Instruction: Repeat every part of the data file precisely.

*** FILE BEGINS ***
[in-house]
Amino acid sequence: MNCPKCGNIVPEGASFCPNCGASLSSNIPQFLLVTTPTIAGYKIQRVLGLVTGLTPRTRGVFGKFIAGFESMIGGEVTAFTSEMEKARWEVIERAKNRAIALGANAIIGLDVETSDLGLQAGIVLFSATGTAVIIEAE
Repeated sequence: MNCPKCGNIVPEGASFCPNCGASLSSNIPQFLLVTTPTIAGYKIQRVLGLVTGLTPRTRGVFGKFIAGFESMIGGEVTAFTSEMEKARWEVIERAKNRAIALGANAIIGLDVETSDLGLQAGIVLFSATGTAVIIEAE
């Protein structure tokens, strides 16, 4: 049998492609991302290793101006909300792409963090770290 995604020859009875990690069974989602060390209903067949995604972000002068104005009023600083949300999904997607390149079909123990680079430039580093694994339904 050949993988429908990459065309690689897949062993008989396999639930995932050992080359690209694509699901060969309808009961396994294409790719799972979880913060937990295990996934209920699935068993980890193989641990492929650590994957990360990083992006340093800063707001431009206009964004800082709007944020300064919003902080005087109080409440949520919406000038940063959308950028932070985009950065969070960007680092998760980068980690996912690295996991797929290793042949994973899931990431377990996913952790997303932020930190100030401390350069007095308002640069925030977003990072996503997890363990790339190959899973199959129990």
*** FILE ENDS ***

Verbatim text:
[in-house]
Amino acid sequence: MNCPKCGNIVPEGASFCPNCGASLSSNIPQFLLVTTPTIAGYKIQRVLGLVTGLTPRTRGVFGKFIAGFESMIGGEVTAFTSEMEKARWEVIERAKNRAIALGANAIIGLDVETSDLGLQAGIVLFSATGTAVIIEAE
Repeated sequence: MNCPKCGNIVPEGASFCPNCGASLSSNIPQFLLVTTPTIAGYKIQRVLGLVTGLTPRTRGVFGKFIAGFESMIGGEVTAFTSEMEKARWEVIERAKNRAIALGANAIIGLDVETSDLGLQAGIVLFSATGTAVIIEAE
């Protein structure tokens, strides 16, 4: 049998492609991302290793101006909300792409963090770290 995604020859009875990690069974989602060390209903067949995604972000002068104005009023600083949300999904997607390149079909123990680079430039580093694994339904 050949993988429908990459065309690689897949062993008989396999639930995932050992080359690209694509699901060969309808009961396994294409790719799972979880913060937990295990996934209920699935068993980890193989641990492929650590994957990360990083992006340093800063707001431009206009964004800082709007944020300064919003902080005087109080409440949520919406000038940063959308950028932070985009950065969070960007680092998760980068980690996912690295996991797929290793042949994973899931990431377990996913952790997303932020930190100030401390350069007095308002640069925030977003990072996503997890363990790339190959899973199959129990």